Assistant Professor of Biology
Ph.D. (Iowa State University, 2013)

Dr. Arun Sethuraman, Ph.D. is an Assistant Professor of Bioinformatics and Population Genetics in the Department of Biology at SDSU. His research focuses on the development of statistical methods to study genetic ancestry, evolutionary history, and speciation, as applied to conservation, agriculture, biological control, and the study of human history.

Lianne A. UradaLianne A. Urada
Associate Professor in School of Social Work
Ph.D. (Social Welfare, University of California, Los Angeles, 2011)

Professor Urada’s research focuses on HIV, community mobilization, and global health intervention research with diverse populations, including harm reduction approaches for those engaged in sex trade and substance use. She is an ally for LGBTQ+I populations, persons living with HIV, and survivors of sex trafficking. She teaches graduate courses on community practice and civic engagement.

Allison A. VaughnAllison A. Vaughn
Professor of Psychology 
Ph.D. (Psychology, University of Utah, 2008) 

Professor Vaughn has a background in social and health psychology. Her research focus is on the intersection of social relationships, stigma, and health.

Jess WhatcottJess Whatcott
Assistant Professor of Women's Studies
Ph.D. (University of California Santa Cruz, 2019

Professor Whatcott studies the formation of gender, sexuality, disability, and race in United States history. Specifically, they use queer theory and critical disability studies to examine the eugenics policies of the state of California in the late nineteenth and early twentieth century. Professor Whatcott is also a self-identified speculative fiction nerd.


Amanda BeardsleyAmanda Beardsley
Lecturer in Women’s Studies
Ph.D. (Art History, Binghamton University, 2019)

Dr. Beardsley’s research investigates the relationship between aural technologies, gender, and faith. She has taught courses and written on the intersection between science and religion, feminist media theory and history, sound studies, art history, and gender studies. She has recently published articles in Technology and Culture and Nineteenth Century Studies that address the gendered implications of architectural acoustics and visual media within American religion.

Robert R. DeKoven
Professor of Legal Writing, California Western School of Law
J.D. (California Western School of Law, 1983)

Professor DeKoven, a former Asssociated Student President at SDSU, is frequent lecturer focusing on sexual orientation and the law. He has published over 600 articles on sexuality and law; co-authored the City of San Diego ordinance prohibiting sexual orientation discrimination; and co-founded the LGBTQ+ Bar Association. He welcomes student and faculty legal research inquiries about lgtbqia+ issues.

Charles GoehringCharles Goehring
Lecturer in School of Communication
Ph.D. (Communication Studies, University of Iowa, 2008)

Professor Goehring teaches and researches in the areas of gender identity, feminist criticism, visual rhetoric, and transgender rights advocacy. Among other work, he has published research on gender diversity and inclusivity in K-12 education, a visual rhetorical criticism of a domestic violence campaign, and a forthcoming book chapter on transgender fetishism on contemporary television. He teaches courses on rhetorical criticism, rhetorical theory, and gender and communication.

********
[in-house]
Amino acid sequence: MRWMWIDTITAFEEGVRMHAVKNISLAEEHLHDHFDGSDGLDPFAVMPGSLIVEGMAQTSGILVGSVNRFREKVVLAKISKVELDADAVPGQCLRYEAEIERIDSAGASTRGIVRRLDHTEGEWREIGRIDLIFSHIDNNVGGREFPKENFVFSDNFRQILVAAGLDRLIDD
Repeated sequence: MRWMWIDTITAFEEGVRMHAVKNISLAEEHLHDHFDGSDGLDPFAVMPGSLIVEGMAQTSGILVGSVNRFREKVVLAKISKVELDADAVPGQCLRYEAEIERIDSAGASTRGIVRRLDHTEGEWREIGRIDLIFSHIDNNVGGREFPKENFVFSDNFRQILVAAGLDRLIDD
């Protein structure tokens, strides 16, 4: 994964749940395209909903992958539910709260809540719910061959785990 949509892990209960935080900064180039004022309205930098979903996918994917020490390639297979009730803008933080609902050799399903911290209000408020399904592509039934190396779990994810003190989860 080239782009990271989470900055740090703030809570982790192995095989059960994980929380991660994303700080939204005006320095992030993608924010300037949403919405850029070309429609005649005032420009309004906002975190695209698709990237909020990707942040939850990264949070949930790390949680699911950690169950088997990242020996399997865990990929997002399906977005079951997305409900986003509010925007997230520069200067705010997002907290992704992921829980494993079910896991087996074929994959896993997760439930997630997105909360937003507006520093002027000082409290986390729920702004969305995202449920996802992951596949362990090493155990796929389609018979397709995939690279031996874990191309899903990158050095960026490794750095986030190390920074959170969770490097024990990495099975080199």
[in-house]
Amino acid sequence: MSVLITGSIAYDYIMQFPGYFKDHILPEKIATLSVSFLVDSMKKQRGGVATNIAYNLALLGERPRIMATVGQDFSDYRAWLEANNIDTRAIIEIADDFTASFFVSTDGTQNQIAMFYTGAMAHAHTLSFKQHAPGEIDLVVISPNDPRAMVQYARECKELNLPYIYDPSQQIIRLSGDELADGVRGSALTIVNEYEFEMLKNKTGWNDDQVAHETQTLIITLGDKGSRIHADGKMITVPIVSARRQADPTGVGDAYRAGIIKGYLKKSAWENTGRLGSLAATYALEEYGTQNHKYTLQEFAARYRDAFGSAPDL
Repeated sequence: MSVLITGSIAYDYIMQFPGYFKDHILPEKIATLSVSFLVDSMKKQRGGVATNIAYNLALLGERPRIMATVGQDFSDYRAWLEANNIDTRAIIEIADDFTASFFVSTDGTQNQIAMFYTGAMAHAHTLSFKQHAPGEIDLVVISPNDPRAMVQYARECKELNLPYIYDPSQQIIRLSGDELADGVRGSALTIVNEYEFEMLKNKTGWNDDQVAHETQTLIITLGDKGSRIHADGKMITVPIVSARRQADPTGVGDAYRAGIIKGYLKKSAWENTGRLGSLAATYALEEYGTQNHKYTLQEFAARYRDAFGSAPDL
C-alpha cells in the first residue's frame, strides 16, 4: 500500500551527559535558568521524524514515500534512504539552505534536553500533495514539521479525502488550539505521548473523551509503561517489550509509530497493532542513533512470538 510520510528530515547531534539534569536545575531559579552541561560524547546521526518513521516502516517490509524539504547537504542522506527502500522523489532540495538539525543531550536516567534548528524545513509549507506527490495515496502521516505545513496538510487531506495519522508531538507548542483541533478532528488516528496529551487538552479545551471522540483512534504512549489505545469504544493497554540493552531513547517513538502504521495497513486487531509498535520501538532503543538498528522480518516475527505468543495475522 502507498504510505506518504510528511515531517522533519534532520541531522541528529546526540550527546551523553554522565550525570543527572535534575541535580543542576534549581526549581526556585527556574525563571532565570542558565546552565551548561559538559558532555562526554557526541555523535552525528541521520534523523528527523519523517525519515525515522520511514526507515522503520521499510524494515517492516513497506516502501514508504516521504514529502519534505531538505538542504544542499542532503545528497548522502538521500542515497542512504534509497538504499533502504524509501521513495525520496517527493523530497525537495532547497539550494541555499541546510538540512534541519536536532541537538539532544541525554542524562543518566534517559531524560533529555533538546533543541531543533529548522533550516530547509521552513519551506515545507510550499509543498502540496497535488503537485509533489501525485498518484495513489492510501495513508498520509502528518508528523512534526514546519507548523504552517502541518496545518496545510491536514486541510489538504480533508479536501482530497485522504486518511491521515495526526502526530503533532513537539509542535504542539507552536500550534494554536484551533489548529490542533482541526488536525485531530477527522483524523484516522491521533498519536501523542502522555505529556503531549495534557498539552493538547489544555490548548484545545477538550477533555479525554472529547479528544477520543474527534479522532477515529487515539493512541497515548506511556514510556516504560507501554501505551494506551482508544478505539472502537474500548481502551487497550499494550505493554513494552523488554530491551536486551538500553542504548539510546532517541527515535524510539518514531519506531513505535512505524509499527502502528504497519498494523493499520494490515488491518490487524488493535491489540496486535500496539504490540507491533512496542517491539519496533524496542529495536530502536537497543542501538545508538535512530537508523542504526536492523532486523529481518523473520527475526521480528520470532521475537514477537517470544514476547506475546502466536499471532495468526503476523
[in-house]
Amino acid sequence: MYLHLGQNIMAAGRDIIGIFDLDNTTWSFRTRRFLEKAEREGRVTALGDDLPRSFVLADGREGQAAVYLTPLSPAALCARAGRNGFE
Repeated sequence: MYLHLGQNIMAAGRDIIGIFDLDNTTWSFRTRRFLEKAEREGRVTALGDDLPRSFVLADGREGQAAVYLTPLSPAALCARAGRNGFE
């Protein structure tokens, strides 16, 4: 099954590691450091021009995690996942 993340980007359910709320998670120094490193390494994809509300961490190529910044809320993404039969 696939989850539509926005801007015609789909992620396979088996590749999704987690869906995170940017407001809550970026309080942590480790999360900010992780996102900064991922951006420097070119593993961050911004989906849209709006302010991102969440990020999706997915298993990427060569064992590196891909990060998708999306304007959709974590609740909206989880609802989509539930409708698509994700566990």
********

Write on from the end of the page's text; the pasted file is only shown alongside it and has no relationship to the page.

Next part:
Mary MarchanMary Frances Samson Marchan
Lecturer in LGBTQ+ Studies
Ph.D. Candidate (American Studies, University of Minnesota)

Mary Marchan received her B.A. and M.A. in Women’s Studies at San Diego State University. She is currently a Ph.D. candidate in American Studies at University of Minneapolis. Her research examines the intersection of kinship and queer subjectivity in Filipino families on Siquijor Island, Philippines, in order to develop a theory of queer relationality that challenges both individualist notions of identity and abstracted notions of community on which Western queer politics depends.

Maggie SlaskaMaggie Slaska
Lecturer in LGBTQ+ Studies, Women’s Studies, Counseling and School Psychology
Ph.D. (Psychology, Vrije University Brussels, Belgium)

Maggie is a queer-identified Marriage and Family Therapist in private practice in Hillcrest.  Her Ph.D. research used critical discursive psychology to examine cultural discourses about trauma and resiliency with a focus on queer women’s experiences with social justice activism after sexual assault and relationship violence. Her scholarly and clinical interests include postmodern narrative and solution-focused therapies, resilience and trauma-talk, queer feminist intersectionality, social constructionism, improv comedy and expressive arts therapy.

Tanis StarckTanis Starck
Lecturer in Africana Studies
Ph.D. (Educational Psychology, Howard University, 1986)

A native of Oakland, California, Dr. Tanis King Starck is a nationally recognized author, lecturer and speaker on Cultural Transformation. Dr. Starck specializes in multicultural student development and the effects of institutional racism on educational outcomes of marginalized student populations. Dr. Starck is the Director of the Professional Development Cultural Competency Certificate program at SDSU Global University.

Carlos UlloaCarlos Ulloa
Lecturer in Dual Language and English Learner Education 
Ed.D. (Educational Leadership, University of California, Los Angeles, 2013) 

Professor Ulloa has spent his career working in K-12 schools as a teacher, director of curriculum and instruction, instructional coach, elementary and middle school principal. His research interests include how Latinx culture, portrayal in film, television, and literature intersect to influence identity, resilience, and unconscious bias.